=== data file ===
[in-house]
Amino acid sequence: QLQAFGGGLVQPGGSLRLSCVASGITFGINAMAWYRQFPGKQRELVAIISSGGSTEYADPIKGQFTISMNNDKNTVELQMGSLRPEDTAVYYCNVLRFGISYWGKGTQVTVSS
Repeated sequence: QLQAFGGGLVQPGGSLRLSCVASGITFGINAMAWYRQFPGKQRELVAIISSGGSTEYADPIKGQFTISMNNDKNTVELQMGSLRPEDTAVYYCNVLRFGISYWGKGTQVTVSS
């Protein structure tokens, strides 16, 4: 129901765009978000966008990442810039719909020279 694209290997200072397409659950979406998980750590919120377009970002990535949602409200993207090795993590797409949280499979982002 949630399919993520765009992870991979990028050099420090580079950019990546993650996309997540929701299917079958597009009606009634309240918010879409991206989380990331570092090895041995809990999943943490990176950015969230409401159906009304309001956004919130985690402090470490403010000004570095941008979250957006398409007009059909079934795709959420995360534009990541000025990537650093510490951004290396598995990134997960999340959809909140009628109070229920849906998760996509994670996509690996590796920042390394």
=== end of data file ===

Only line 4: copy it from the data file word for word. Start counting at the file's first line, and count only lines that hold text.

């Protein structure tokens, strides 16, 4: 129901765009978000966008990442810039719909020279 694209290997200072397409659950979406998980750590919120377009970002990535949602409200993207090795993590797409949280499979982002 949630399919993520765009992870991979990028050099420090580079950019990546993650996309997540929701299917079958597009009606009634309240918010879409991206989380990331570092090895041995809990999943943490990176950015969230409401159906009304309001956004919130985690402090470490403010000004570095941008979250957006398409007009059909079934795709959420995360534009990541000025990537650093510490951004290396598995990134997960999340959809909140009628109070229920849906998760996509994670996509690996590796920042390394």